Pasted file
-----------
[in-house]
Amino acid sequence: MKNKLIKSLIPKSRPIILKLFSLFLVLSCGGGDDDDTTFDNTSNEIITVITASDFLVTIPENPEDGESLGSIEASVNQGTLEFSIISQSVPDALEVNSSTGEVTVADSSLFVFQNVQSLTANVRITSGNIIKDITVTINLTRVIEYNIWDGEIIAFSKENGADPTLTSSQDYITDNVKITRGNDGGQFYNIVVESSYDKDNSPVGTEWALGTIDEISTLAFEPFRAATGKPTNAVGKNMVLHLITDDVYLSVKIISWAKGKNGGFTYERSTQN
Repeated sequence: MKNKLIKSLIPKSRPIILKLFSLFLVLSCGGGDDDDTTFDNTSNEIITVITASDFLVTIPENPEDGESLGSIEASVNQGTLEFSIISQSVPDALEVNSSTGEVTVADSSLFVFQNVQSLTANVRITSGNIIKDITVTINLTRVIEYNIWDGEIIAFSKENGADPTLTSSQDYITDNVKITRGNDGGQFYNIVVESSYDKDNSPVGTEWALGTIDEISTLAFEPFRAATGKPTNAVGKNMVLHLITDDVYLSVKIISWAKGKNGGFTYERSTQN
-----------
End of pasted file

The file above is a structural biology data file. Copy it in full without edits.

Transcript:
[in-house]
Amino acid sequence: MKNKLIKSLIPKSRPIILKLFSLFLVLSCGGGDDDDTTFDNTSNEIITVITASDFLVTIPENPEDGESLGSIEASVNQGTLEFSIISQSVPDALEVNSSTGEVTVADSSLFVFQNVQSLTANVRITSGNIIKDITVTINLTRVIEYNIWDGEIIAFSKENGADPTLTSSQDYITDNVKITRGNDGGQFYNIVVESSYDKDNSPVGTEWALGTIDEISTLAFEPFRAATGKPTNAVGKNMVLHLITDDVYLSVKIISWAKGKNGGFTYERSTQN
Repeated sequence: MKNKLIKSLIPKSRPIILKLFSLFLVLSCGGGDDDDTTFDNTSNEIITVITASDFLVTIPENPEDGESLGSIEASVNQGTLEFSIISQSVPDALEVNSSTGEVTVADSSLFVFQNVQSLTANVRITSGNIIKDITVTINLTRVIEYNIWDGEIIAFSKENGADPTLTSSQDYITDNVKITRGNDGGQFYNIVVESSYDKDNSPVGTEWALGTIDEISTLAFEPFRAATGKPTNAVGKNMVLHLITDDVYLSVKIISWAKGKNGGFTYERSTQN